Big kidney grilles, other questionable design decisions, electrification on a broad scale, screens everywhere, self-driving tech, and more models than ever before: BMW is in a state of change right now, with the future of the brand seemingly at stake as the concept of mobility is expanded and redefined, and consumers and manufacturers alike forced to react and adapt.
BMW isn’t the only automaker going through this awkward stage. The BMW Group’s brands, including Rolls-Royce and Mini, will be going all-electric within the next ten years, while just about everyone else is doing some variation of the same thing, whether it’s Ford, Chevrolet, Cadillac, Porsche, Mercedes-Benz, or one of several upstarts vying for a foothold in the market.
Anyone giving the automotive industry and its history even a cursory glance likely knows that constant change is the name of the game, and standing still for even a moment can be a fatal mistake. As BMW fans, we’re likely more aware of this than most—but with passion that runs deep, and a priority on high-quality cars designed and manufactured in Germany, we might also be a little more wrapped up in nostalgic visions than most.
However, even considering the realities of the changing world, the ways in which BMW seems to be reinventing itself for another century seem puzzling to many long-term brand devotees. Over the past few years, I’ve been wondering if BMW is exchanging its existing customer base for a new one—perhaps one that wasn’t around when the E30 represented the best the brand had to offer. With the introduction of ever-enlarging kidney grilles and models like the iX, the second-generation 4 Series, the M3 and M4, and more recently the XM concept, the updated X7, and the seventh-generation 7 Series, the company seems to be courting new buyers.
Does this mean that they’re turning their backs on their nostalgic fans?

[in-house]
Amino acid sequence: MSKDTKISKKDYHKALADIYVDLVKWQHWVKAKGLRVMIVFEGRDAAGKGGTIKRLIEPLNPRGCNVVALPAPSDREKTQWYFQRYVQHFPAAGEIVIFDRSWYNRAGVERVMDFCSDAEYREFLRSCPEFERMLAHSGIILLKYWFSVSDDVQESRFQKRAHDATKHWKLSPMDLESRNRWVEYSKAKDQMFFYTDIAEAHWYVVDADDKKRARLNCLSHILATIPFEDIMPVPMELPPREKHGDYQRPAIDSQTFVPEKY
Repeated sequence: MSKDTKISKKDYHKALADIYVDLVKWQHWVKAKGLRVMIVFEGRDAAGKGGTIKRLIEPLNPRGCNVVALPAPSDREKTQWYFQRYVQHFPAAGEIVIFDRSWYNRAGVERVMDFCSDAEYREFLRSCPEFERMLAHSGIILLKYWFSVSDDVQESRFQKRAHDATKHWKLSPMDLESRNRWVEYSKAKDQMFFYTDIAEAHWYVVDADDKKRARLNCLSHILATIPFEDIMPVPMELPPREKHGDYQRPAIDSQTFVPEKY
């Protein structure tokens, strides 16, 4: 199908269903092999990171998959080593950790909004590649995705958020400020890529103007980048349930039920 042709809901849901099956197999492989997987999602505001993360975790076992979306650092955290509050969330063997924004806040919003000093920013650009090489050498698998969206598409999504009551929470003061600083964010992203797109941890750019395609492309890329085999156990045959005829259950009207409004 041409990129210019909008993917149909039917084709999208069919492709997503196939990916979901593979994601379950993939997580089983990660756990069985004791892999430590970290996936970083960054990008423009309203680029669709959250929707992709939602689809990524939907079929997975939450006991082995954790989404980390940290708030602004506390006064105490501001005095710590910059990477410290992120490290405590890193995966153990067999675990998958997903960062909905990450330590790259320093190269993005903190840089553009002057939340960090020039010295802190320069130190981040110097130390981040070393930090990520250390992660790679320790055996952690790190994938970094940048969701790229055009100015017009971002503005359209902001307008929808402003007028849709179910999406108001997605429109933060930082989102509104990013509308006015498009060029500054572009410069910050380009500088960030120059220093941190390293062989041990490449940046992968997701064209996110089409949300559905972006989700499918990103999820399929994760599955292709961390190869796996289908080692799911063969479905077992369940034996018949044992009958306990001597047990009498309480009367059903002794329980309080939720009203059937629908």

Think about it for a moment. Although our community of automotive enthusiasts might question what’s going on with BMW and the decisions being made at the highest levels and pay grades, the brand continues to sell more cars than at any previous point in its history, and models like the aforementioned 4 Series, along with the X7, are part of that success. BMW has repeatedly said that initial orders for the i4 and iX outpaced expectations, and at any given time a fair portion of the model lineup is in a state of flux ahead of the introduction of a new generation or a mid-cycle facelift. Currently, supply constraints are preventing us from seeing the full picture, but BMW is selling more cars than it can manufacture these days, and controversial design language is either already present or on the horizon for all of them.
There is just one model that isn’t proving particularly popular, and that’s the 2 Series Gran Coupé. There are more of those in inventory at my closest BMW dealership than any other model with the exception of the X3, which has been the best-selling BMW model for the last few years in the U.S.
Curiously enough, when the X3 and X4 were given their lifecycle impulse (LCI… or facelift, for the tactless) for 2022, BMW kept things remarkably tame. Perhaps that is a reaction to a reaction: Still speaking of inventory, if you want a 3 Series, there are hardly any available, but if you want a snoutacious 4 Series, you’re in luck.
Still, models like the iX, the X7, and the 4 Series are bold in their design and presence, and although we’re still waiting to see just how well the iX performs in the market, the X7 and second-generation 4 Series have already proven themselves, and consumers have spoken with their wallets. During the first quarter of this year, BMW of North America reported the sale of 7,739 4 Series vehicles, an increase of 54.2% year-to-year, while 3 Series sales declined 13.5% from 9,426 to 8,156. The second generation of the 4 Series was just becoming available a year ago, which explains at least some of the big percentage gain, but it doesn’t explain the drop in 3 Series sales, which could be partially attributed to the ongoing semiconductor microchip shortage affecting production across the industry. It’s tough to tell what’s really going on—but in any case, the 4 Series Gran Coupé seems a bargain, offering four-door function with the utility of a hatchback in sleek, stylish form—and people are buying them despite the big grille.